Updated: Aug 3
Are you worried about your drinking? Often that is the first sign that a problem may be developing. You may wake up more often than you would like with a hangover, telling yourself you will have a few nights off then finding yourself reaching for a drink that same evening.
Alcohol dependency is on the increase, exacerbated by the pandemic. As we tentatively move back to some kind of normality you may be thinking about doing something about your drinking. Whether this is stopping completely, taking a break or cutting down, hypnotherapy can help.
You may feel unable to relax, switch off or enjoy yourself without a drink. For some it may be that you feel like you simply cannot function at all without drinking, it may have become the most important, factor in your life. Perhaps that occasional glass of wine in the evening has become a regular bottle. Perhaps a few drinks with friends always ends up being a binge.
Identifying that you have a problem means realising that it isn’t about drinking every single day, or binging a few times a week. If you are regularly drinking to unwind, relax or cope with particularly stressful situations - you are likely to have at least a degree of alcohol dependency.
You may not notice the transition between alcohol as a normal part of your social life to shaping your whole life and the choices you make. For many, it is a gradual change. Drinking alcohol may seem like nothing - a normal part of your life - and you may not think it’s a problem at first, but over time, relying on alcohol as a way of emotional support will become second nature to you.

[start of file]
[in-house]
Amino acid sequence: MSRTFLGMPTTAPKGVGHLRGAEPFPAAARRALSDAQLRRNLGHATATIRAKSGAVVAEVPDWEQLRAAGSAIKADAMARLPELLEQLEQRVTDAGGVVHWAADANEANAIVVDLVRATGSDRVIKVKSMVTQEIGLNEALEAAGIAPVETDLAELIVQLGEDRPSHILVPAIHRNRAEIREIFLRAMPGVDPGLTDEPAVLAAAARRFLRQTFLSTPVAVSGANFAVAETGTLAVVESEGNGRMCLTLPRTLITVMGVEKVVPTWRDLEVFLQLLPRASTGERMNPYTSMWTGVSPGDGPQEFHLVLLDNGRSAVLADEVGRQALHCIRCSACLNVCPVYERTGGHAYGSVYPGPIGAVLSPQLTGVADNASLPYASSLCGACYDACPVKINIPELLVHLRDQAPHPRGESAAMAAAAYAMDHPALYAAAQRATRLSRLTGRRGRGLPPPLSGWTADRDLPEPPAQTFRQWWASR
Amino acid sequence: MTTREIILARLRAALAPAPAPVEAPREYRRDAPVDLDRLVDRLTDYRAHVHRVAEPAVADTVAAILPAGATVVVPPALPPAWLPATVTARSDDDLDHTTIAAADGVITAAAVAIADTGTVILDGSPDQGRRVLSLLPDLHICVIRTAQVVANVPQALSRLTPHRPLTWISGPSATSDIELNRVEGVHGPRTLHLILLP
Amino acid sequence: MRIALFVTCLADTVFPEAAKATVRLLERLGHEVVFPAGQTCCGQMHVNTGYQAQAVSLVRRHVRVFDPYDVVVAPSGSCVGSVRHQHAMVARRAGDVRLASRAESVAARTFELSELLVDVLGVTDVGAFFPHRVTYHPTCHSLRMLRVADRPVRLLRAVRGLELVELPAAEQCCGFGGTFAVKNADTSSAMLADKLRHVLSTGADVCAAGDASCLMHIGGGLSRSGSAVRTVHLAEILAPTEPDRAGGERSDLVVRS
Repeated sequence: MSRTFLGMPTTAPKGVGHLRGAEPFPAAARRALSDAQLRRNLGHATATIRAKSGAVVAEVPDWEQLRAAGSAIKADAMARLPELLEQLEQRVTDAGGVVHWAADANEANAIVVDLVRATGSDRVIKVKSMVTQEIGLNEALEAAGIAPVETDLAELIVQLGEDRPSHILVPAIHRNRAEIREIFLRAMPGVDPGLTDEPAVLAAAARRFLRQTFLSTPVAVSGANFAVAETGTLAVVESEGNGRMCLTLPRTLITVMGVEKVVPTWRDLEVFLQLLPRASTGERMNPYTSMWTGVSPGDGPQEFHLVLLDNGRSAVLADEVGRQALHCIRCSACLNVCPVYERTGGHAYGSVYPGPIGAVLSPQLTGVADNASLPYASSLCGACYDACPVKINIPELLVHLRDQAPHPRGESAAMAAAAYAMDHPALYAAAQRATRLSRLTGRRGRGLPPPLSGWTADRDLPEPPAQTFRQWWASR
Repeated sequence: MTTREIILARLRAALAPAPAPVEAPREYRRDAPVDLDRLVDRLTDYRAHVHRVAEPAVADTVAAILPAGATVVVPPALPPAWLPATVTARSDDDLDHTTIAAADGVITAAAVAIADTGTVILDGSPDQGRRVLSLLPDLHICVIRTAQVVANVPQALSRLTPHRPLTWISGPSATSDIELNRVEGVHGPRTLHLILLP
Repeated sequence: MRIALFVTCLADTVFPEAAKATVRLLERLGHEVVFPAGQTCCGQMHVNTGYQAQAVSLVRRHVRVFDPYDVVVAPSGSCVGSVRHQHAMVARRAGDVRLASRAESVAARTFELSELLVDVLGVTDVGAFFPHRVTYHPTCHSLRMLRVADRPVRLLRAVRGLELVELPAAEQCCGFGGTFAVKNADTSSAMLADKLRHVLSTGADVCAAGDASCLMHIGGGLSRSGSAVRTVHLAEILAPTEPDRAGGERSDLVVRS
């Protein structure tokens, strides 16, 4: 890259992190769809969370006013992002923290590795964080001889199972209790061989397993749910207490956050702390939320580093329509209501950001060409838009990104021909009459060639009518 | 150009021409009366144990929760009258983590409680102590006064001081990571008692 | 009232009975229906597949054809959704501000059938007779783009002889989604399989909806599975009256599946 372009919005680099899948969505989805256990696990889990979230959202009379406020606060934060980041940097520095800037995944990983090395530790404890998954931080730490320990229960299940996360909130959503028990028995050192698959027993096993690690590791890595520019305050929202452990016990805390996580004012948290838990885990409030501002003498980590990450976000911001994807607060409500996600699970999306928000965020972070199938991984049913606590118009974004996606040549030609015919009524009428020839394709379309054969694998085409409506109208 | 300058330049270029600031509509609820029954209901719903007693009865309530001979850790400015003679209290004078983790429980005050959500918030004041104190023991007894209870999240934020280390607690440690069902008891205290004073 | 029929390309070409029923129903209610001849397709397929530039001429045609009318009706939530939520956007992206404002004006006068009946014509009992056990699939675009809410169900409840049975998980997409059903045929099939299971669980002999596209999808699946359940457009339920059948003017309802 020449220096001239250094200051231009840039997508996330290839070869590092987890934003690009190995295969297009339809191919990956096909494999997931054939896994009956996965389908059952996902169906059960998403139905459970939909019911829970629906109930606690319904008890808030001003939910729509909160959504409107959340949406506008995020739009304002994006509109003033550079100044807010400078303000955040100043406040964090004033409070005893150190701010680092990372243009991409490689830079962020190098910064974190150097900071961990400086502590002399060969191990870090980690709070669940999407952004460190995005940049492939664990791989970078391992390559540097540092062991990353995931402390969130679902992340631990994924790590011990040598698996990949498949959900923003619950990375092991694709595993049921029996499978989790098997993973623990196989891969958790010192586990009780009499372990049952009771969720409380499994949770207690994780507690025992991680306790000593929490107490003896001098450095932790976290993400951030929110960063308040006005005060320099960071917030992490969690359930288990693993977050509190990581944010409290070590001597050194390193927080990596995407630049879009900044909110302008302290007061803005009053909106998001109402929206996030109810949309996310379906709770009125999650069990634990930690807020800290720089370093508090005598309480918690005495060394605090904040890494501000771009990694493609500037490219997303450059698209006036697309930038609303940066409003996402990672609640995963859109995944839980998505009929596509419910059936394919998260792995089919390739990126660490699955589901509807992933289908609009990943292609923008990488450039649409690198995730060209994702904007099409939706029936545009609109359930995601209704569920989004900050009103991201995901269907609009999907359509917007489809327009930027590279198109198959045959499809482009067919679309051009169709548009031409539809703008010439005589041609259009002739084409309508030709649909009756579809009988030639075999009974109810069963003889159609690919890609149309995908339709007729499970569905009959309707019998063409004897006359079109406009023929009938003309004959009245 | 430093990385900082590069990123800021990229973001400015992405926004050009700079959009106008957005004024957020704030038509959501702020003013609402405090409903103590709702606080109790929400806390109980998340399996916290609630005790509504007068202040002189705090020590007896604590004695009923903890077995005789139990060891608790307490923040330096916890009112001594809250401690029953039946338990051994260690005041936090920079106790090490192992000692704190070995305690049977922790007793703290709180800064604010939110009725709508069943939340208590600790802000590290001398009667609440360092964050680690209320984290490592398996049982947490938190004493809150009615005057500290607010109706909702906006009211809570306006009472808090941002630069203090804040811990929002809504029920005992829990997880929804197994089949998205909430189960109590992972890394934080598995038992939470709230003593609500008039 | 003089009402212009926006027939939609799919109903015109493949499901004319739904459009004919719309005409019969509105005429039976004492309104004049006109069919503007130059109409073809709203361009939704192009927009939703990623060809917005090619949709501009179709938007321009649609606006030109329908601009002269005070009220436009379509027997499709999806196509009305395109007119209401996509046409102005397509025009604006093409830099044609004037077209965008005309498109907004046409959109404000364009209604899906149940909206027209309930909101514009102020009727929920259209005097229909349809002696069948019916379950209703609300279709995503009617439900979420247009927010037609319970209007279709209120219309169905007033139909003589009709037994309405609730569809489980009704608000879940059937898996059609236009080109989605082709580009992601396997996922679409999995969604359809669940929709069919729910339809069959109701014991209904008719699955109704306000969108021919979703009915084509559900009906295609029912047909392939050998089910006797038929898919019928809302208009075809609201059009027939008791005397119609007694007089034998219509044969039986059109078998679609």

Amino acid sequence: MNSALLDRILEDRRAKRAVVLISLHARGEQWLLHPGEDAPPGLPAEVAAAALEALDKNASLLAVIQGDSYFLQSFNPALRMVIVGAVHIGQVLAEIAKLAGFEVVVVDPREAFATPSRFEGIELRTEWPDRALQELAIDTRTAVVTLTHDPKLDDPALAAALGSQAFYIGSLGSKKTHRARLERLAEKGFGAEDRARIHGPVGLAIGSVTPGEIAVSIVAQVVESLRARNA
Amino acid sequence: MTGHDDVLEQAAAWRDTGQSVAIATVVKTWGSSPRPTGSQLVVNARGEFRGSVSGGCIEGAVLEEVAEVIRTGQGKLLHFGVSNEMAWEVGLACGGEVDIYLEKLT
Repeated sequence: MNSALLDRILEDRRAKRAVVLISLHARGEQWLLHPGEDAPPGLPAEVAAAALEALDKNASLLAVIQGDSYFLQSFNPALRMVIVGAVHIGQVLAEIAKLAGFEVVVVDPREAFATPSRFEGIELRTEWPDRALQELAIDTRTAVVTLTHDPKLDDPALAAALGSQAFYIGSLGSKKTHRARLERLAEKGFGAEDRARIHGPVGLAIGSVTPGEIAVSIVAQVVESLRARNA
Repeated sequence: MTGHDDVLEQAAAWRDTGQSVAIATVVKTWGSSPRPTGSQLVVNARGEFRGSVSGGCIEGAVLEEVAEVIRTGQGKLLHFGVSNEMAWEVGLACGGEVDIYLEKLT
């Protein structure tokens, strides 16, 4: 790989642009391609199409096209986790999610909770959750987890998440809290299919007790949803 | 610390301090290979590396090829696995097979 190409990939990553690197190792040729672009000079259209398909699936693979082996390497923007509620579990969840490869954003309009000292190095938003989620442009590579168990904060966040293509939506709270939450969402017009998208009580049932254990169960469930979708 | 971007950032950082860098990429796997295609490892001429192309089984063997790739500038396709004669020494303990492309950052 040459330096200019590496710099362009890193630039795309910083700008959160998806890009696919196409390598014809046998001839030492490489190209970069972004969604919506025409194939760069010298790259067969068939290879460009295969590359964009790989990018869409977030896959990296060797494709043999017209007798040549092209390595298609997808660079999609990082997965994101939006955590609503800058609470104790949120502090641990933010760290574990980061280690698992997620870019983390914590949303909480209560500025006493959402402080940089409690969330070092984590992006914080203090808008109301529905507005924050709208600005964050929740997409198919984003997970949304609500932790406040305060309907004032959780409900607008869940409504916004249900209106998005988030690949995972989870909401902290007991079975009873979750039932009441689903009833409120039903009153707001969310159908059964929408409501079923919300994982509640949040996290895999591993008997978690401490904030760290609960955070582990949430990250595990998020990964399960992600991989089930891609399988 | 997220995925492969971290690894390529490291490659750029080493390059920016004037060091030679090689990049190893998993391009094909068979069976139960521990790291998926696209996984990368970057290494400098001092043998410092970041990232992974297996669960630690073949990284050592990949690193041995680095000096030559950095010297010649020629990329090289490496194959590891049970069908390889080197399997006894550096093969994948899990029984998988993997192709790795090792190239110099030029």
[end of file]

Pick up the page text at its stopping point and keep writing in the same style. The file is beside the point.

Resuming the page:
Though the various lockdowns and stress of the pandemic has made this more relevant for many people. It can begin to negatively impact your life in many different ways, harming your mind, body, and relationships. Over time, it can affect those around you too.
The causes of alcohol issues can vary. I have worked with many clients to help them better manage their relationship with alcohol. Every single person has a different relationship and unique situation. However, a common theme is a lack of control. Often the problem can arise from using drink as a way to cope with significant events such as bereavement or redundancy, or as a way to numb day-to-day stresses, anxiety or worries. When you immediately turn to drink instead of other ways of dealing with a situation, it is a cause for concern.
If you’re worried about your drinking it should act as a warning sign in itself. Those who don’t have a drinking problem don’t worry if they do. If you wake up in the mornings and feel a sense of remorse over how much you drank the night before, then that’s a problem. There are other indicators that it may be time to do something about your drinking.
Setting goals and failing to achieve them. You may set limits that you never meet. Perhaps you recognize that you seem to get drunk quickly, or that you’re drinking every night, and you think that you’ll stop after two, or that you won’t drink at all. One thing leads to another, however and you end up going to bed again after one too many.
Friends & family comment on your drinking. You may have a reputation based on the amount of alcohol you can consume — and while some consider that a badge of honour, it’s also a warning sign. Perhaps close friends or family members have commented directly on your drinking It could be done in a lighthearted way, but perhaps it is a real cause for concern. Those close to us care deeply and want us t be happy and healthy, we should listen.